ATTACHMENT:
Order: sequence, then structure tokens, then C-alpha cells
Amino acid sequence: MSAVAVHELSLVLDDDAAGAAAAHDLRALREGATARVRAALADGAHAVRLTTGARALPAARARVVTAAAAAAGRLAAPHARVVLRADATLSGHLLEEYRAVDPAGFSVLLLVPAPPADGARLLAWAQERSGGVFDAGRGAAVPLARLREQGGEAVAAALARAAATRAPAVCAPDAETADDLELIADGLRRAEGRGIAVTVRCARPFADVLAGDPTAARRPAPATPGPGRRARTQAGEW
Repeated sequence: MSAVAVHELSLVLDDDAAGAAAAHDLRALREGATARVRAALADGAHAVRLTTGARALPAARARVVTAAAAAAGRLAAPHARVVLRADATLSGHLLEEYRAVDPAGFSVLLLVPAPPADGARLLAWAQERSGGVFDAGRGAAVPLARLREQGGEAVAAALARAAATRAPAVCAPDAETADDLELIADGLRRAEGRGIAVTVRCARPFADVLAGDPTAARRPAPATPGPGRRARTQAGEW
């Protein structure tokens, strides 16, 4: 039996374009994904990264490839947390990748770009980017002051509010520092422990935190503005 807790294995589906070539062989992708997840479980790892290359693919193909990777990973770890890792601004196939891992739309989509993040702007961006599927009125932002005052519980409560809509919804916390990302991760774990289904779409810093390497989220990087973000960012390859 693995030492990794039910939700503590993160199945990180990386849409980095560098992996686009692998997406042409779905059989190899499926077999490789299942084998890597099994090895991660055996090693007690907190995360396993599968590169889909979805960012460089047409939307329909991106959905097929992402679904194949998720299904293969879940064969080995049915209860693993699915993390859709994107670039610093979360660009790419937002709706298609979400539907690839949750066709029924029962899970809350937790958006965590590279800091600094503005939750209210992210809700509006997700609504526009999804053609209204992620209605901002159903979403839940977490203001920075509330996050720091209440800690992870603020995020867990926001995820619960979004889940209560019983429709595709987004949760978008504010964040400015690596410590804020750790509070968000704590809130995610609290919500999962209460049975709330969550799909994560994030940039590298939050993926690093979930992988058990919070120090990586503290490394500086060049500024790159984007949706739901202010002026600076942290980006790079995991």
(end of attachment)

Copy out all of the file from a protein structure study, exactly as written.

Order: sequence, then structure tokens, then C-alpha cells
Amino acid sequence: MSAVAVHELSLVLDDDAAGAAAAHDLRALREGATARVRAALADGAHAVRLTTGARALPAARARVVTAAAAAAGRLAAPHARVVLRADATLSGHLLEEYRAVDPAGFSVLLLVPAPPADGARLLAWAQERSGGVFDAGRGAAVPLARLREQGGEAVAAALARAAATRAPAVCAPDAETADDLELIADGLRRAEGRGIAVTVRCARPFADVLAGDPTAARRPAPATPGPGRRARTQAGEW
Repeated sequence: MSAVAVHELSLVLDDDAAGAAAAHDLRALREGATARVRAALADGAHAVRLTTGARALPAARARVVTAAAAAAGRLAAPHARVVLRADATLSGHLLEEYRAVDPAGFSVLLLVPAPPADGARLLAWAQERSGGVFDAGRGAAVPLARLREQGGEAVAAALARAAATRAPAVCAPDAETADDLELIADGLRRAEGRGIAVTVRCARPFADVLAGDPTAARRPAPATPGPGRRARTQAGEW
């Protein structure tokens, strides 16, 4: 039996374009994904990264490839947390990748770009980017002051509010520092422990935190503005 807790294995589906070539062989992708997840479980790892290359693919193909990777990973770890890792601004196939891992739309989509993040702007961006599927009125932002005052519980409560809509919804916390990302991760774990289904779409810093390497989220990087973000960012390859 693995030492990794039910939700503590993160199945990180990386849409980095560098992996686009692998997406042409779905059989190899499926077999490789299942084998890597099994090895991660055996090693007690907190995360396993599968590169889909979805960012460089047409939307329909991106959905097929992402679904194949998720299904293969879940064969080995049915209860693993699915993390859709994107670039610093979360660009790419937002709706298609979400539907690839949750066709029924029962899970809350937790958006965590590279800091600094503005939750209210992210809700509006997700609504526009999804053609209204992620209605901002159903979403839940977490203001920075509330996050720091209440800690992870603020995020867990926001995820619960979004889940209560019983429709595709987004949760978008504010964040400015690596410590804020750790509070968000704590809130995610609290919500999962209460049975709330969550799909994560994030940039590298939050993926690093979930992988058990919070120090990586503290490394500086060049500024790159984007949706739901202010002026600076942290980006790079995991």